“The next day President-elect Bush came to the White House for the same meeting I had had with his father eight years earlier. We talked about the campaign, White House operations, and national security. He was putting together an experienced team from past Republican administrations who believed that the biggest security issues were the need for national missle defense and Iraq. I told him that based on the last eight years, I thought his biggest security problems, in order, would be Osama bin Laden and al Queda; the absence of peace in the Middle East; the standoff between nuclear powers India and Pakistan;, and the ties of the Pakistanis to the Taliban and al Queda; North Korea; and then Iraq. I said that my biggest disappointment was not getting bin Laden, that we still might achieve an agreement in the Middle East, and that we had almost tied up a deal with North Korea to end its missle program, but that he probably would have to go there to close the deal.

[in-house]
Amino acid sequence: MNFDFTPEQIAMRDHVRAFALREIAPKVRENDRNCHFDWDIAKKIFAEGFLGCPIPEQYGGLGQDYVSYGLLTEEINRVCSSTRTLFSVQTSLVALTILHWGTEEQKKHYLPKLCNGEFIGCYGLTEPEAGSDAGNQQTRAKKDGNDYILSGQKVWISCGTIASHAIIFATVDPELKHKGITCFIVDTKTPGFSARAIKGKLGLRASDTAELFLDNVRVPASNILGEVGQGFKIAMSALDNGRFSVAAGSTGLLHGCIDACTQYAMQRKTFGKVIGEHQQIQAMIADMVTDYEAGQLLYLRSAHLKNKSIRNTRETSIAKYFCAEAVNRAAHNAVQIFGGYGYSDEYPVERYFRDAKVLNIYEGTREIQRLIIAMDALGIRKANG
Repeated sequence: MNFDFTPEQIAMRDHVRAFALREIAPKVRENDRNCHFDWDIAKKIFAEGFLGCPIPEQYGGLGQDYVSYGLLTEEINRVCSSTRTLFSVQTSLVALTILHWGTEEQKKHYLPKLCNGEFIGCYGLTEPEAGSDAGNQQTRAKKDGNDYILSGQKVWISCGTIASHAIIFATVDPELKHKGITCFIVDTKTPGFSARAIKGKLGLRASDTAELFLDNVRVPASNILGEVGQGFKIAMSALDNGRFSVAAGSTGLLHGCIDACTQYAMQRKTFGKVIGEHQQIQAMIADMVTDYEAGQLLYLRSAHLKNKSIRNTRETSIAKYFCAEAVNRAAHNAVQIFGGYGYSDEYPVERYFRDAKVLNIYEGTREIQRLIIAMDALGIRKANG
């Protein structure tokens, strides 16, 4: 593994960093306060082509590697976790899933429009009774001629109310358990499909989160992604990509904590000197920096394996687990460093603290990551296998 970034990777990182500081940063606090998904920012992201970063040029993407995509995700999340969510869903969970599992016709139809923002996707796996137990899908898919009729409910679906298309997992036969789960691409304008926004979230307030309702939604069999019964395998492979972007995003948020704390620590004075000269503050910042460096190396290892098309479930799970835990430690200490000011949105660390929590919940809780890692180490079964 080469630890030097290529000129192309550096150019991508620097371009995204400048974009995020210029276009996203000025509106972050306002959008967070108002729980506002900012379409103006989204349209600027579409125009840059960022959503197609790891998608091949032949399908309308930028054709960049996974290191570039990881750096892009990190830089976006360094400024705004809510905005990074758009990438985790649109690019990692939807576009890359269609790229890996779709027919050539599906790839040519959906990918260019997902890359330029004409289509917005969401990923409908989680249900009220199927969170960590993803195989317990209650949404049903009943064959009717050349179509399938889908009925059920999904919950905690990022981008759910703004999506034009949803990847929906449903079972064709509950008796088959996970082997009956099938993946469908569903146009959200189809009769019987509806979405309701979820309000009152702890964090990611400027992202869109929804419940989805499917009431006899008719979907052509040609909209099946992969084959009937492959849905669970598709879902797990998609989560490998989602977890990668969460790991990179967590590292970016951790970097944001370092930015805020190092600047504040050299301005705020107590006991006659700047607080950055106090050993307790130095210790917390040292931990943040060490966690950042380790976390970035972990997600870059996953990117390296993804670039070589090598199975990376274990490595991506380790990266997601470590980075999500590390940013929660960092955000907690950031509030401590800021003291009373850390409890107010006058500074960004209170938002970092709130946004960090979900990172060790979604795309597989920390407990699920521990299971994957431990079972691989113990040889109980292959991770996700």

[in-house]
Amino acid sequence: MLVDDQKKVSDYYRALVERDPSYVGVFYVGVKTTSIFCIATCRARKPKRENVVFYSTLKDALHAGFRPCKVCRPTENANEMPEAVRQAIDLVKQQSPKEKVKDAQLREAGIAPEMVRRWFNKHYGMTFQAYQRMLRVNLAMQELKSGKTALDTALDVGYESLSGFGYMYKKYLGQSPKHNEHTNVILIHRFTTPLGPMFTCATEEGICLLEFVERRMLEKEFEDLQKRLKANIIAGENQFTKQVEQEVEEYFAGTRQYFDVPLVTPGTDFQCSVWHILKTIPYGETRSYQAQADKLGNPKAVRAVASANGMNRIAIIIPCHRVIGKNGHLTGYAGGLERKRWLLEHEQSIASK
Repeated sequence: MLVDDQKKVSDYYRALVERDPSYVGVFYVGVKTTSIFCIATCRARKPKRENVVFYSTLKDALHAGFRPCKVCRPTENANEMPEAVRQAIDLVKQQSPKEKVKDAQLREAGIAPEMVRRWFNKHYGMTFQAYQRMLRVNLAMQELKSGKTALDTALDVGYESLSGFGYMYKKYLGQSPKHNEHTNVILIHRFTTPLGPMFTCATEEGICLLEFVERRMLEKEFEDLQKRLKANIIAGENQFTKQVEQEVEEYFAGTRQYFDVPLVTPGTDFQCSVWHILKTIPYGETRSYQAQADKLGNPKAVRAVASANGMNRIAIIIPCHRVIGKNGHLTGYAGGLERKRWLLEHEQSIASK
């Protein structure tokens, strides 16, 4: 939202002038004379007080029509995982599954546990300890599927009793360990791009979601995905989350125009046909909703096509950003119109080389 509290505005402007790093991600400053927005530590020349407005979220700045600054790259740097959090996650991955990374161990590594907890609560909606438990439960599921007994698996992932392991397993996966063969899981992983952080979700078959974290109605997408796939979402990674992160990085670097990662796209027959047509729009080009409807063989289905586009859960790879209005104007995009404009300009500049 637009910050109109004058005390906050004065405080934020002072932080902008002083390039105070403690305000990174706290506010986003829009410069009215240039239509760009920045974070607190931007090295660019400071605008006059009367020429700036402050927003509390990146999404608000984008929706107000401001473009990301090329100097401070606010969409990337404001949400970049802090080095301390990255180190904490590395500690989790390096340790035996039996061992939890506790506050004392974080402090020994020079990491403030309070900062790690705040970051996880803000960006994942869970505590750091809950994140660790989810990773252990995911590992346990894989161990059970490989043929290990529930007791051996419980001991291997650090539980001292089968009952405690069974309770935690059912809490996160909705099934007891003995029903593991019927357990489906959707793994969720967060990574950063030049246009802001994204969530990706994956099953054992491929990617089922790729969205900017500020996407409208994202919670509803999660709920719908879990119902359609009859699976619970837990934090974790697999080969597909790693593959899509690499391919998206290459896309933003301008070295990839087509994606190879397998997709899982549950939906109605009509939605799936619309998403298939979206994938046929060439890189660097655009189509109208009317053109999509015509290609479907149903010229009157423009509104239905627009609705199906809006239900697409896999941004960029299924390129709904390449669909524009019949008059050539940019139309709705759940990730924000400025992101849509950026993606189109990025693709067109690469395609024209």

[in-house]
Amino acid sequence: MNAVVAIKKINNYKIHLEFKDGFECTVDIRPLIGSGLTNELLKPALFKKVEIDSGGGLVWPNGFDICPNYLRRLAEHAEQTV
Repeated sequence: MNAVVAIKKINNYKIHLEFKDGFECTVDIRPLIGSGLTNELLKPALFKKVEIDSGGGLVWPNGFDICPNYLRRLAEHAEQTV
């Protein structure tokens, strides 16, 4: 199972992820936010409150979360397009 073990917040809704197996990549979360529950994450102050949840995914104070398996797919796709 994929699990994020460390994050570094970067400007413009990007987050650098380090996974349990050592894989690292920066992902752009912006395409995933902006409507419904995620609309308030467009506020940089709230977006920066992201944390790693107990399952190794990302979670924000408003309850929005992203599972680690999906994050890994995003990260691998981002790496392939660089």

He listened to what I has to say without much comment, then changed the subject to how I did the job. My only advice was that he should put together a good team and try to do what he thought was right for the country. Then we talked a little more politics.”
Maybe Bush should have listened a little better.